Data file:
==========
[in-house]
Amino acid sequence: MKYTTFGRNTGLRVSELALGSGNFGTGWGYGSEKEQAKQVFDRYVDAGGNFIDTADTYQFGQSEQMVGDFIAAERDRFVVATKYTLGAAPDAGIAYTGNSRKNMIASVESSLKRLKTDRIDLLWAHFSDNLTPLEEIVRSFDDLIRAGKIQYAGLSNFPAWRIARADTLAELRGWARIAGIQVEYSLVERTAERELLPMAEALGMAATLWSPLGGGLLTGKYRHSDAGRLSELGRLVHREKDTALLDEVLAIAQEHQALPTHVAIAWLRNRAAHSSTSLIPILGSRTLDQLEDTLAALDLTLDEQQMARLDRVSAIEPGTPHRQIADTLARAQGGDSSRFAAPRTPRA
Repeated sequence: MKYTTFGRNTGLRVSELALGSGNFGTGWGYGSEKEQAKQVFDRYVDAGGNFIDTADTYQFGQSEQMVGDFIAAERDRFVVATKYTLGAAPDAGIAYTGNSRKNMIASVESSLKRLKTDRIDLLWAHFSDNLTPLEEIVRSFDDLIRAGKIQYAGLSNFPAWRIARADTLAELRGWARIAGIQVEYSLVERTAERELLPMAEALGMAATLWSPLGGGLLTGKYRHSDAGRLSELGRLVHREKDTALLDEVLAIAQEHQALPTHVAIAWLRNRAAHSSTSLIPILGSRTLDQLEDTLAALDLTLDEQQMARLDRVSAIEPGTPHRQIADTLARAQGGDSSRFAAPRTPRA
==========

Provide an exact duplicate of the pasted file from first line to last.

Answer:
[in-house]
Amino acid sequence: MKYTTFGRNTGLRVSELALGSGNFGTGWGYGSEKEQAKQVFDRYVDAGGNFIDTADTYQFGQSEQMVGDFIAAERDRFVVATKYTLGAAPDAGIAYTGNSRKNMIASVESSLKRLKTDRIDLLWAHFSDNLTPLEEIVRSFDDLIRAGKIQYAGLSNFPAWRIARADTLAELRGWARIAGIQVEYSLVERTAERELLPMAEALGMAATLWSPLGGGLLTGKYRHSDAGRLSELGRLVHREKDTALLDEVLAIAQEHQALPTHVAIAWLRNRAAHSSTSLIPILGSRTLDQLEDTLAALDLTLDEQQMARLDRVSAIEPGTPHRQIADTLARAQGGDSSRFAAPRTPRA
Repeated sequence: MKYTTFGRNTGLRVSELALGSGNFGTGWGYGSEKEQAKQVFDRYVDAGGNFIDTADTYQFGQSEQMVGDFIAAERDRFVVATKYTLGAAPDAGIAYTGNSRKNMIASVESSLKRLKTDRIDLLWAHFSDNLTPLEEIVRSFDDLIRAGKIQYAGLSNFPAWRIARADTLAELRGWARIAGIQVEYSLVERTAERELLPMAEALGMAATLWSPLGGGLLTGKYRHSDAGRLSELGRLVHREKDTALLDEVLAIAQEHQALPTHVAIAWLRNRAAHSSTSLIPILGSRTLDQLEDTLAALDLTLDEQQMARLDRVSAIEPGTPHRQIADTLARAQGGDSSRFAAPRTPRA